Christine Heer – a veteran preschool teacher – had long harbored a passion to run a nature-based preschool. So in 2015 she opened Sprouts Farm and Forest Kindergarten in central Massachusetts.
Diana Stinson did something similar in 2018 when she co-founded Nature Explorers Preschool, which is housed on a wildlife sanctuary on Cape Cod.
Five months into the COVID-19 pandemic, Dottie Williams, a Boston child care provider, was invited to testify before Massachusetts lawmakers. She spoke about how child care providers were helping children adapt during the pandemic.
In the fall of 2021, as very young children exhibited anxiety about playing with other children without a mask – something they had previously been taught was unsafe – Emilee Johnson wrote a children’s book about how to stay safe.
All of these early educators have one thing in common – they were all trained in entrepreneurial leadership.
As a researcher who studies how to develop effective leadership skills among early childhood educators, I know that entrepreneurial leadership training is not like other kinds of leadership training.
For instance, it doesn’t emphasize hierarchy. Rather than elevate the expertise of administrators and authorities, it recognizes the expertise of those who work directly with children – that is, the child care providers, educators and parents.
When directors and administrators of early learning centers are trained in entrepreneurial leadership, innovation becomes a bigger part of what they do. They build relationships that value “curiosity, questions, and reflections about current practices,” according to a 2021 federal report.
Staff members contribute ideas to improve teaching practices, enhance program quality, implement strategies for improving workplace culture, promote equity and welcome feedback from parents.
Benefits to children
Children benefit when early educators are trained in entrepreneurial leadership, research shows. This is largely because classroom quality is connected to the improved workplace culture, parental engagement and support for experimentation – all things brought about by entrepreneurial leadership.
The quality of leadership and the organizational climate set by early educational leaders are “critical variables” for the quality of early education.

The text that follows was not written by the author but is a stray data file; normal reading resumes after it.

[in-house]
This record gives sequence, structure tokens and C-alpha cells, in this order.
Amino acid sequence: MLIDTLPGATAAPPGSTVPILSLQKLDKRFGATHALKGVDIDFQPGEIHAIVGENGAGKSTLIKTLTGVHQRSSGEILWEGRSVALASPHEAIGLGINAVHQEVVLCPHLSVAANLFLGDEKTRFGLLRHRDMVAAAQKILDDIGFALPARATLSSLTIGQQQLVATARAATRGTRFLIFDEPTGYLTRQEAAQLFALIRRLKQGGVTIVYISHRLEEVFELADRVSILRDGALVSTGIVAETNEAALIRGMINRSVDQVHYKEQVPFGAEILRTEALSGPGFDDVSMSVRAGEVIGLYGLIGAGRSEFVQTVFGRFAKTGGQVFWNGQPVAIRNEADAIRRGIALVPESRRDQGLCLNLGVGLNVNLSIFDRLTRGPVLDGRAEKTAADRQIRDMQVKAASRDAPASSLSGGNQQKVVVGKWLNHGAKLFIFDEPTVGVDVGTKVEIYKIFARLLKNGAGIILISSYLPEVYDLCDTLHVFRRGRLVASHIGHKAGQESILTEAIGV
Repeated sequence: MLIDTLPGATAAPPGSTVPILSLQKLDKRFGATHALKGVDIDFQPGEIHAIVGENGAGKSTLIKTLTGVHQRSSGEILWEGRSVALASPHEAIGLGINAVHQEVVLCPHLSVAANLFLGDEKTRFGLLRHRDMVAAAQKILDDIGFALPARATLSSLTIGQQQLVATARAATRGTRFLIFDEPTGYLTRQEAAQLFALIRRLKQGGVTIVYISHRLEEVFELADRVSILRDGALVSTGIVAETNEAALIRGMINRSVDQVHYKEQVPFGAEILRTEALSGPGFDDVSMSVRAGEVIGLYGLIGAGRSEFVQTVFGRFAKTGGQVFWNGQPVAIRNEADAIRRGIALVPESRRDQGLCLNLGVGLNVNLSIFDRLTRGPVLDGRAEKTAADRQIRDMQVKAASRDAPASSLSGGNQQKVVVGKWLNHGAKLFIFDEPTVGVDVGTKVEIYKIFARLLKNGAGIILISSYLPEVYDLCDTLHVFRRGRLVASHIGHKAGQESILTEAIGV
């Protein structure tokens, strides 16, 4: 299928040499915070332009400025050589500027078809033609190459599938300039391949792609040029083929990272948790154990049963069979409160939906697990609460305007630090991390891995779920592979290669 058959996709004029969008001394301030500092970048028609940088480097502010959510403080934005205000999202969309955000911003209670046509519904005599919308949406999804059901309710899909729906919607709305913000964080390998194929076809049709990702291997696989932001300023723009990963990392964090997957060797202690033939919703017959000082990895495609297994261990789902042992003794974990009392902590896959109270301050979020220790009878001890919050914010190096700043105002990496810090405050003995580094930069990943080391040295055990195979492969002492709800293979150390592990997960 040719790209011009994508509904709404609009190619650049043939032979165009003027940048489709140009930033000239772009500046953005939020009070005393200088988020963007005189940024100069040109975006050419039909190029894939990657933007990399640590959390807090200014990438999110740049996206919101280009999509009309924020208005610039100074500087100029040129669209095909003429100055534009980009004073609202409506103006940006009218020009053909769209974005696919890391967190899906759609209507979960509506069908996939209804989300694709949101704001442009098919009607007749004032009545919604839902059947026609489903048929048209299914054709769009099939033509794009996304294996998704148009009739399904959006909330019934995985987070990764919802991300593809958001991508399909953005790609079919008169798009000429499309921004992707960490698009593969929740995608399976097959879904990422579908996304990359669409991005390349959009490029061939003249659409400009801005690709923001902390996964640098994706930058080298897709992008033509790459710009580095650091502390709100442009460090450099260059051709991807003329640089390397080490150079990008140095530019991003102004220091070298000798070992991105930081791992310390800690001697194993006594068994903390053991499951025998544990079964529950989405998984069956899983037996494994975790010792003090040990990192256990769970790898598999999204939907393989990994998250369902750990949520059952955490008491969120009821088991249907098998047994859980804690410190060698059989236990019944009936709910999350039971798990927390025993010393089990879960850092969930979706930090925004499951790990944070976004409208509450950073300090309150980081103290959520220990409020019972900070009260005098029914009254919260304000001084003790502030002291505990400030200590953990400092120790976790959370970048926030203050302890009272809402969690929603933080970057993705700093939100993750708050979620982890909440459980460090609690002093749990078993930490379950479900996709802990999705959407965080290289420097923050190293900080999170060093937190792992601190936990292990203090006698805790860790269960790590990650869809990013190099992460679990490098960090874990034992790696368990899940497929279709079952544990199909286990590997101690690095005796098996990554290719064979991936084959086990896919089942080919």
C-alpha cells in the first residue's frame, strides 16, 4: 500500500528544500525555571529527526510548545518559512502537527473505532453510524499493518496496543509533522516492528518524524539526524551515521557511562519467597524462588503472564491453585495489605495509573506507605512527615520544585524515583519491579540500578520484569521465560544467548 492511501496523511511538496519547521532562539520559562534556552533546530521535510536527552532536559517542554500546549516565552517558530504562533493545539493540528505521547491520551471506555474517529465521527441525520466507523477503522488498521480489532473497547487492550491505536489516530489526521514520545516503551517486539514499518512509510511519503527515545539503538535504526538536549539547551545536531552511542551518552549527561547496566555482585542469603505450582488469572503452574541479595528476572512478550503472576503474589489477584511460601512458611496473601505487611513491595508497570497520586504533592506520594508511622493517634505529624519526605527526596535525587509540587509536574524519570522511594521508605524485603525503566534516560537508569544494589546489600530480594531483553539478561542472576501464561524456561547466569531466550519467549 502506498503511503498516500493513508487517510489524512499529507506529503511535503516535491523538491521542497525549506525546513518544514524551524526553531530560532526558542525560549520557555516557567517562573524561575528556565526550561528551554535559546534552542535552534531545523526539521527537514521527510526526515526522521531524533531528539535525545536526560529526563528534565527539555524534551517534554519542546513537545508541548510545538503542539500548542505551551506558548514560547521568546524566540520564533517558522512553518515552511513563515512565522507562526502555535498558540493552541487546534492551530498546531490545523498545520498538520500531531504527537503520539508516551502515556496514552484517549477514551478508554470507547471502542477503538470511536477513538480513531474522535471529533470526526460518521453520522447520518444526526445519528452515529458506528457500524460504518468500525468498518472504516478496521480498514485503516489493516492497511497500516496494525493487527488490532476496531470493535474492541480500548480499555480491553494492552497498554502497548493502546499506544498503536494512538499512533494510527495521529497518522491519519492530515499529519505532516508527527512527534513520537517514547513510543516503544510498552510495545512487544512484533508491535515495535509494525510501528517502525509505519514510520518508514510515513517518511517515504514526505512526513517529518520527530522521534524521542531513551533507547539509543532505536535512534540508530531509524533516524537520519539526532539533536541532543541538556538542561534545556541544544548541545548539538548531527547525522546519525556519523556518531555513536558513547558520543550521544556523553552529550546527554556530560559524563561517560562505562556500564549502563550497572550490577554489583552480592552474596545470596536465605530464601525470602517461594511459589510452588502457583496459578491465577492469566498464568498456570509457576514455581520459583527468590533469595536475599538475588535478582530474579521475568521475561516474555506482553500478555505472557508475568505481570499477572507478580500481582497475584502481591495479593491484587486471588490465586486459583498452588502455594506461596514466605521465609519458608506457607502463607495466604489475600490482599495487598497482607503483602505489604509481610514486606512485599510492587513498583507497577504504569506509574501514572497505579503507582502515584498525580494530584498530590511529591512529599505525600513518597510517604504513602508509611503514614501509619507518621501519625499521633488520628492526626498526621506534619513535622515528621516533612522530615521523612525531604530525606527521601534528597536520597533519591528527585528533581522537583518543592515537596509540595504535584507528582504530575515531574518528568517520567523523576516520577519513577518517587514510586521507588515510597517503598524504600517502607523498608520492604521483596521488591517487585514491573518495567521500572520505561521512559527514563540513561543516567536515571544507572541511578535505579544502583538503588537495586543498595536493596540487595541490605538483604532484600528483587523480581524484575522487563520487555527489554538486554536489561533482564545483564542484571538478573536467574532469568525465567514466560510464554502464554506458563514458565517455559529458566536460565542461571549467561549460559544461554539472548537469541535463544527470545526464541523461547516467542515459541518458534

Entrepreneurial leadership training transforms how early educators think. It leads them to redefine leadership. They begin to see leadership as collaborative and purpose-driven rather than hierarchical.
Some early educators use their new skills and confidence to open new schools, as Stinson and Heer did. Some develop new resources for educators, as Johnson did. Some become highly effective advocates, as Williams has.
But most early educators trained in this form of leadership return to their programs to make seemingly small but powerful changes that result in better care and education for children.
Despite the positive effects of entrepreneurial leadership training, it’s not widely available. One survey found only 35 leadership programs for early educators in the entire country. Of those, 32 focus on the “positional responsibilities” of directors and administrators.
As the pandemic continues to disrupt early care and education programs, with reduced student enrollment and teachers leaving the profession because of fears of exposure to COVID-19, resources must be used wisely. Investing in entrepreneurial leadership training for early educators is one way to make sure that happens.
Anne Douglass is a professor of early care and education leadership, policy, and practice at UMass Boston. This article is republished from The Conversation, an independent and nonprofit source of news, analysis and commentary from academic experts.